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No matter how many times I see this thing, it never fails to amaze me: The Tiger Stone paver basically prints brick roads. It’s a machine that feeds stones through a hopper and spits out road on the other end. As far as I can tell it’s the fastest way on the planet to get the “charming” village look.

My question is, why the hell don’t we have these things everywhere? Sure, it would suck as a highway, but city streets and under 40 mph would be great with this look. We might have something like this somewhere in the states, but the folks in the Netherlands really seem to get it.

Tiger Stone Paver System [Website]

 

25 Responses to It’s Just Cool: Tiger Stone Street Paver

  1. Gil says:

    *coughs* ~__~

  2. Dave P says:

    If I may address the question of why we don’t have them here:

    Most members of the available labor pool here couldn’t tessellate their way out of a paper bag. We’d end up with streets that looked like they were designed by Piet Mondrian on acid.

  3. Clint says:

    Ice and snow is why these are not popular everywhere. In Kansas this type of street is next to impossible to plow and damage from ice (freeze/thaw) cycle loosens the brick.

  4. K!P says:

    well, we have plenty of ice in the netherlands, and the bricks hold up just fine, and they are mostly used for secondary roads or neighborhood roads, they dont get plowed (often).

  5. Cameron Watt says:

    Work smarter not harder, right? http://www.elshoutendebont.nl/index_nieuws.html

    Brick roads are great for utility upgrades: Pull the bricks, do the work, replace the bricks.

    @Ch!cken: I’d expect Dutch folks to come up with something like this; so many bricks in that country.

  6. Alan says:

    A smaller version used for straight walkways might be nice. Be you could build something like that… Hmmm…

  7. metis says:

    kip, i believe you may underestimate midwestern winters. we’ve so much snow in minneapolis at the moment that parking is banned on the even side of most streets. so much snow has fallen that even with boulevard strips to take up the snow roads have lost a lane in width.

    the boulevard strip infront of my house is under about 4′ of snow.

    since mid december i have seen a city/county/state snow plow out *daily* just tidying up things, or trying to clear a highway shoulder.

  8. john says:

    Yes the US midwest get lots of snow, but so does all of northern Europe. Many old cities in Finland have “brick” streets and seem to just just fine in the winter and costal towns have plenty of freeze an thaw cycles. I’ve seen many Canadians with interlock brick drive ways and they seem to just as much snow as the midwest (probably more, their winters are longer) and they seem to have no problems plowing and snow blowing.

  9. Jules says:

    I live in a midsized midwestern city on an old brick street. The pavers on my block are about 120 years old. Not in great shape, but with little to no maintenance for the past 50 years. The city claims they are too costly to maintain and has been replacing a bit more each year with asphalt. I asked at a council meeting to be shown a 50-year old asphalt street that had had as little care as my brick street… the reply? Not possible, the asphalt streets have a 25-year lifespan. Idiots.Give me well-laid brick pavers — oh, and I’ll put my granite curbs up against concrete for longevity any day of the week.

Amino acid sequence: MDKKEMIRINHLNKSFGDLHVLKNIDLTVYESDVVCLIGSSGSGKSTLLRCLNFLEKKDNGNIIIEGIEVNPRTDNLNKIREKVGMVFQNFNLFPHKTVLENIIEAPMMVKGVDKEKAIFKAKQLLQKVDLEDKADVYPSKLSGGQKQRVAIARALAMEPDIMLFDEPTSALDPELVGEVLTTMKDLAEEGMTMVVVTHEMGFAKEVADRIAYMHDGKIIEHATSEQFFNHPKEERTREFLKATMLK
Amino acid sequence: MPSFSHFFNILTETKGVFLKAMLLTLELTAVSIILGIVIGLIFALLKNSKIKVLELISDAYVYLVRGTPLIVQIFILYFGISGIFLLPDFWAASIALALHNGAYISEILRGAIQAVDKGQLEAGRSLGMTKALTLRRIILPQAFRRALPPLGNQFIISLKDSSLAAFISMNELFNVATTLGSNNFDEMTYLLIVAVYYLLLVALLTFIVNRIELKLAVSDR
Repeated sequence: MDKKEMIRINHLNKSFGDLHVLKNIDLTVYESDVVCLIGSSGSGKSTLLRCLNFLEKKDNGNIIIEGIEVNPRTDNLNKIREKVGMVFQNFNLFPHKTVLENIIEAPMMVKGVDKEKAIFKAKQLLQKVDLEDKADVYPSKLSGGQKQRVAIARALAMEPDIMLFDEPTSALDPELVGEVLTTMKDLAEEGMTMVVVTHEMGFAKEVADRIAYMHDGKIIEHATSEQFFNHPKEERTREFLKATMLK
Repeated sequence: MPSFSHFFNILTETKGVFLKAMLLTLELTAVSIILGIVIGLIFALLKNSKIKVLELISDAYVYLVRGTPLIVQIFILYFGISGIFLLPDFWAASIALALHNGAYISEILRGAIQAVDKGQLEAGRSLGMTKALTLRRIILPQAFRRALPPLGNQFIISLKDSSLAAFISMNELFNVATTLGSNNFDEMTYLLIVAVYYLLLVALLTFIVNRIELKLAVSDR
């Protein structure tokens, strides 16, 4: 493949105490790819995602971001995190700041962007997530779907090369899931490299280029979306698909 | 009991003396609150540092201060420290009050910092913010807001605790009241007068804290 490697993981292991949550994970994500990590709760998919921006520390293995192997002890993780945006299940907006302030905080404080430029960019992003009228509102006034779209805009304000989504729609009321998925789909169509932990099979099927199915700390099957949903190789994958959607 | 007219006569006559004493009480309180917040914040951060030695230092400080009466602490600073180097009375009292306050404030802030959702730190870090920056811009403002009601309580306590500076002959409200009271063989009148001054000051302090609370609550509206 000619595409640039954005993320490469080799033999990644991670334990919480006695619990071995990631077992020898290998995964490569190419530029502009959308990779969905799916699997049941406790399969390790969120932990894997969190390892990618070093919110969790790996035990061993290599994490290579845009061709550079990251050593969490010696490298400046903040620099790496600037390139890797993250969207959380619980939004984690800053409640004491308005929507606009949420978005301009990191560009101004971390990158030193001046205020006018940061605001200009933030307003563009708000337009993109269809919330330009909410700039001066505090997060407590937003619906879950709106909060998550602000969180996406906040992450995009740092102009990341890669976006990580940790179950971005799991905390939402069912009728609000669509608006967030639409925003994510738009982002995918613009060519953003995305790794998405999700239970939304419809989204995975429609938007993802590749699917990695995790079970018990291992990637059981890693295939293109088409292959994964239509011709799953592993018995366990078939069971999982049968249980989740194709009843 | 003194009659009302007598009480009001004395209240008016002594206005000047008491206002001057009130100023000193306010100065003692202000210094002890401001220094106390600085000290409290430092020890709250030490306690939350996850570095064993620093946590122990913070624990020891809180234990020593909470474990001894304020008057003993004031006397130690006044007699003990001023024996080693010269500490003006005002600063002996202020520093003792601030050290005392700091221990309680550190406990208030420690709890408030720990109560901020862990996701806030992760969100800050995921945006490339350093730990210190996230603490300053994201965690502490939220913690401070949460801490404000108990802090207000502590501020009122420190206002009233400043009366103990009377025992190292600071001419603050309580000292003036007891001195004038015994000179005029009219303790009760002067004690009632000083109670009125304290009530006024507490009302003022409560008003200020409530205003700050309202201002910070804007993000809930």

10. john says:

    Jules, you nailed it.

  11. Cameron Watt says:

    Parts of my old neighbourhood were cobbled; no plows went down those streets!

    Jules, your city doesn’t want the populace to have the “ammunition” that brick roads provide when you guys finally revolt and riot.

    I think a lot of us have seen bricks mis-used without realizing it; if you substitute a paver with a building brick it just won’t stand up to regular use. That’s my professional opinion; my profession being welding.

  12. Am I incorrect or is this just a machine that the workers can lay out the brick while their standing up rather than kneeling.

    From what I saw the machine doesn’t actually do any sorting or layout, the men do.

  13. jeremiah says:

    plows do not cause brick roads problems, as plows do not actually touch the road. The little guides on either side of the plow DO touch the road, and they’re tolerant of bumps and valleys. The pavers will be fine.

    The pavers are spaced out so that freezing water will go UP rather than breaking the paver. Pavers (not bricks) are designed to channel water up and down, bricks are just bricks.

    Yes, this just lets them pave the road while standing, which I’m sure is much more comfortable, and safe. I paved a sidewalk this way as a kid and my sister dropped a brick on my head while I was doing it. that wouldn’t happen here.

    Asphalt is put onto small streets because the city has contracts with people who lay asphalt, nothing more. I grew up on a brick road and in my entire life I only saw maybe 3 bricks replaced on a 1/2 mile stretch of road. The parts that are still brick are still the same brick that was there when I was a child. The excuse that asphalt is cheaper is orphanage-grade baloney. Ask for the data on the maintenance costs, and see for yourself.

    “brick” (they’re actually called ‘pavers’ but “paved” is already taken) roads, sidewalks, and driveways are superior in almost every way to cement/asphalt alternatives, for slow traffic. Wheelchairs don’t like uneven smoothed pavers, but other than that, pavers really are a superior solution. If you can keep the pavers even and straight, not only will wheelchairs be fine, but one could rollerblade on them if they wished.

    • Peter Seed says:

      Your comments seemed right on point with respect to the following question I posed today on AOL.